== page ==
Marketing Myopia Nowadays
Marketing myopia is a short sighted and inward looking approach that focuses on the needs of the firm instead of defining the firm and its products in terms of the customers’ needs and wants. Such self-centered firms fail to see and adjust to the rapid changes in their markets and, despite their previous eminence, go bankrupt and disappear. This concept was discussed in an article (titled “Marketing Myopia”, in July – August 1960 issue of Harvard Business Review) by Harvard Business School professor of marketing, Theodore c. Levitt (1925-), who suggests that firms get trapped in this blind because they forget to ask the vital question, “What business are we in?”
Nowadays there are many cases showing us that the impossibility of not continuing industry growth is not as a result of market saturation but as a failure of management. Such businesses are in danger because they are unable to correctly define their purposes. The cure that could help them is leading customer-oriented management.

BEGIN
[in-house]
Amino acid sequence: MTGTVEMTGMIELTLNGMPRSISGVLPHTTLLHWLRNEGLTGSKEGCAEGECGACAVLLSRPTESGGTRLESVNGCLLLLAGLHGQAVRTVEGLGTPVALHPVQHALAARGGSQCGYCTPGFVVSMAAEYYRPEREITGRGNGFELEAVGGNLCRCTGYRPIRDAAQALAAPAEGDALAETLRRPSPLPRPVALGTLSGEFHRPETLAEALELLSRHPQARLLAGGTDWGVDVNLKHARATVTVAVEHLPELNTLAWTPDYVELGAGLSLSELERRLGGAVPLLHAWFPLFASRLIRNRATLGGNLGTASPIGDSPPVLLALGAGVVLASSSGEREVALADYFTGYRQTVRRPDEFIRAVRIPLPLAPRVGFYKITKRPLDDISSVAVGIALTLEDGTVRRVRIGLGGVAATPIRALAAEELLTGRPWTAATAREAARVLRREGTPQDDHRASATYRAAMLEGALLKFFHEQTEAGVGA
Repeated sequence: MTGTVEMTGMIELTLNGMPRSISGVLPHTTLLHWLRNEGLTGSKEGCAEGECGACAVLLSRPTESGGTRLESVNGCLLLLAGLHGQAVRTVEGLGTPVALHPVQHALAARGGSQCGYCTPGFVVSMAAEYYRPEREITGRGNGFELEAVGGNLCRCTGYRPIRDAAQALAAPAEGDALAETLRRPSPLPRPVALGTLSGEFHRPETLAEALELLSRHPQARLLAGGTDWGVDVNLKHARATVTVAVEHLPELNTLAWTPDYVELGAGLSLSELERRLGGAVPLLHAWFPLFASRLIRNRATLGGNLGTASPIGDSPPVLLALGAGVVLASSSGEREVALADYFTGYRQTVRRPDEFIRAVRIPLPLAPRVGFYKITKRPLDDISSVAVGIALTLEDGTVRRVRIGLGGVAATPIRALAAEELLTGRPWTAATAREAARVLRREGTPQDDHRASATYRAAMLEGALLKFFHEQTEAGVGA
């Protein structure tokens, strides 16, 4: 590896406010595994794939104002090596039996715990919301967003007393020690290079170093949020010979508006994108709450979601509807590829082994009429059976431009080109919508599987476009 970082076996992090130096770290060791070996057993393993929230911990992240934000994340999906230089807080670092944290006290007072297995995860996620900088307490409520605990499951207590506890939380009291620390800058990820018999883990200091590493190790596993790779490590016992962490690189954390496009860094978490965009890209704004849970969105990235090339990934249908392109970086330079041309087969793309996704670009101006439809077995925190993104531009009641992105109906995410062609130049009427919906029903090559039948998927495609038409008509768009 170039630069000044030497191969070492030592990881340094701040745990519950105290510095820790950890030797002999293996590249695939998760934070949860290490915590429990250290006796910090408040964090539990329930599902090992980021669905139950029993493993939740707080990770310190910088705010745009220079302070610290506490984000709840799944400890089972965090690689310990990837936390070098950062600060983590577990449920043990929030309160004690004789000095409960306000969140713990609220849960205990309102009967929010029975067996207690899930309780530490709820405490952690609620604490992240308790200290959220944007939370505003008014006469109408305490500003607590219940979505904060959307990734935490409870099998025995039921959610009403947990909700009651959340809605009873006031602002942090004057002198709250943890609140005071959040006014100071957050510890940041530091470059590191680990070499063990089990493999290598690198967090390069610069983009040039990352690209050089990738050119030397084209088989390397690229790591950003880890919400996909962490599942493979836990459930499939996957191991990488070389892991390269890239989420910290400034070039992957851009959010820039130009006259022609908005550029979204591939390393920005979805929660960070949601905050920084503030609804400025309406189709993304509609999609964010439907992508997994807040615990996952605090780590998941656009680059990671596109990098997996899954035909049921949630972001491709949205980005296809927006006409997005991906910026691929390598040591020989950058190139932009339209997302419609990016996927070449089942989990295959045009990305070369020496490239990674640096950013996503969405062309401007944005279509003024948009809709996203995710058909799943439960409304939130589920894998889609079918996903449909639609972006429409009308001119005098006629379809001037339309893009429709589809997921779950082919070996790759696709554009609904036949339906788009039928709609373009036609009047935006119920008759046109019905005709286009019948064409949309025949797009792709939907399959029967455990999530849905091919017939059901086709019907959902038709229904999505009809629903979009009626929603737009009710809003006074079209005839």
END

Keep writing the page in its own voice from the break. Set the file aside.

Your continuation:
For example in electronics the period for which a device can become out-of -date is comparatively short one. The development of new technologies and implementation of innovations in PC’s, MP 3 players, mobile phones etc. will continue with quick pace. For this reason companies in this industrial sector pay great attention to research and development of their products. So if a company in this sector of industry wants to be profitable in future it should develop its production towards the demand of the market and competitors’ trends. If they are not ready to be creative and innovative, they pretty soon will be in trouble. But there is danger for companies which concentrate strongly on research and development activities with an aim to lower costs by mass production. They forget to invest in marketing because declining unit cost becomes an end in itself. Thus such companies view themselves as...